What are my obligations in respect to bad tv reception?

Question from Reon updated on 20th June 2007:

Hi, I have a tenant in my first rental property in Epsom. All they seem to do is complain. One thing has me stumped, the TV does not get good reception and they keep complaining that I must fix this problem. I have had a TV Aerial Technician come in and they say that I have provided a good working aerial and it is just a bad reception area. Do I have to put a really good aerial in for the tenants or do they have to do something themselves i.e. get an indoor one. Thanks

Our expert Jeff Montgomery responded:

The Residential Tenancies Act 1986 does not specifically address how “facilities” provided by a landlord should perform. However, under section 45 of the Residential Tenancies Act the landlord is required to “provide and maintain the premises and facilities in a reasonable state of repair.” This obligation does not apply to damage to the premises or facilities caused carelessly or intentionally by a tenant or their invited guest(s).

“Facilities” are defined as those provided by the landlord for the use and enjoyment of the tenant, which includes appliances and fixtures such as television aerials provided by the landlord. The tenant can expect that, within reason, the premises and facilities be kept in the same state of repair as when the tenancy agreement was entered into.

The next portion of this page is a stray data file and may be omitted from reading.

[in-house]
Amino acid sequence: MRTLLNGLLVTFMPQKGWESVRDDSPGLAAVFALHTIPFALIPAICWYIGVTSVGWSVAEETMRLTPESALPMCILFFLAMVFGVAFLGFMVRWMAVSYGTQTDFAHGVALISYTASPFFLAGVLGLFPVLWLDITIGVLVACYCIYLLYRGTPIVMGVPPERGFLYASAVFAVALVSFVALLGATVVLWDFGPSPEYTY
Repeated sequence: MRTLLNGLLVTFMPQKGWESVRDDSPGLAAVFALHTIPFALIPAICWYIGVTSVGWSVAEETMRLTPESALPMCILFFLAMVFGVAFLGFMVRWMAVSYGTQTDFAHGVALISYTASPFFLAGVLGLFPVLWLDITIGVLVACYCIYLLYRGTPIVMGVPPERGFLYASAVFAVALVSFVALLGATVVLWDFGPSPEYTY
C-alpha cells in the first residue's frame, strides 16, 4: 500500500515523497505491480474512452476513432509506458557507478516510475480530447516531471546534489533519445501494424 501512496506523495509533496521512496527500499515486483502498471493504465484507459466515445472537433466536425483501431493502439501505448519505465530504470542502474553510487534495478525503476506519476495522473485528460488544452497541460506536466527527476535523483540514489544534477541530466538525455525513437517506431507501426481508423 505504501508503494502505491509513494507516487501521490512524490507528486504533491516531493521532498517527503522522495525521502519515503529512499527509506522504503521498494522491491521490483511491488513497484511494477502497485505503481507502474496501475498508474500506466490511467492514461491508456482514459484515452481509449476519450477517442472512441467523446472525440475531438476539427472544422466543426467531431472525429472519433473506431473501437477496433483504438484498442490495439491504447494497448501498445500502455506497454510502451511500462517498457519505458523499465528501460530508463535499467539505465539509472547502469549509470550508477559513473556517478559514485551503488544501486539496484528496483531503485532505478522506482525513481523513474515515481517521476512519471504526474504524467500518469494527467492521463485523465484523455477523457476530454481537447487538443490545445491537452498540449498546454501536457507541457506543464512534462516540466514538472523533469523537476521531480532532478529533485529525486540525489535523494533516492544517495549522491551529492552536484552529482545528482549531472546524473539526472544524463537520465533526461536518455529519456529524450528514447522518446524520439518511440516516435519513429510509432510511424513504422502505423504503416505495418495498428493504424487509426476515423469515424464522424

If, during the tenancy, the television reception deteriorated due to damage to the aerial (not being damage caused intentionally or carelessly by the tenant), then you, as the landlord, may have an obligation to repair the damaged aerial or replace it.

If you find that you and your tenant cannot agree on the extent to which your maintenance obligations apply in relation to the aerial, either party can take the dispute to the Tenancy Tribunal. Before an application is referred to the Tribunal, a mediation is scheduled to help the parties in dispute to reach an agreement.

If agreement cannot be reached in mediation, the Tribunal will hear the matter and make a decision on the dispute, which will be binding on both parties. An order by the Tribunal can determine if you have met (or not) your obligations as a landlord. For more information on the rights and obligations of landlords and tenants, contact the Department of Building and Housing at 0800 TENANCY (83 62 62) or visit our website: www.dbh.govt.nz/tenancy.


The Department of Building and Housing provides information and guidance on building law and compliance, services including weathertight homes, and advice for tenants and landlords.

 




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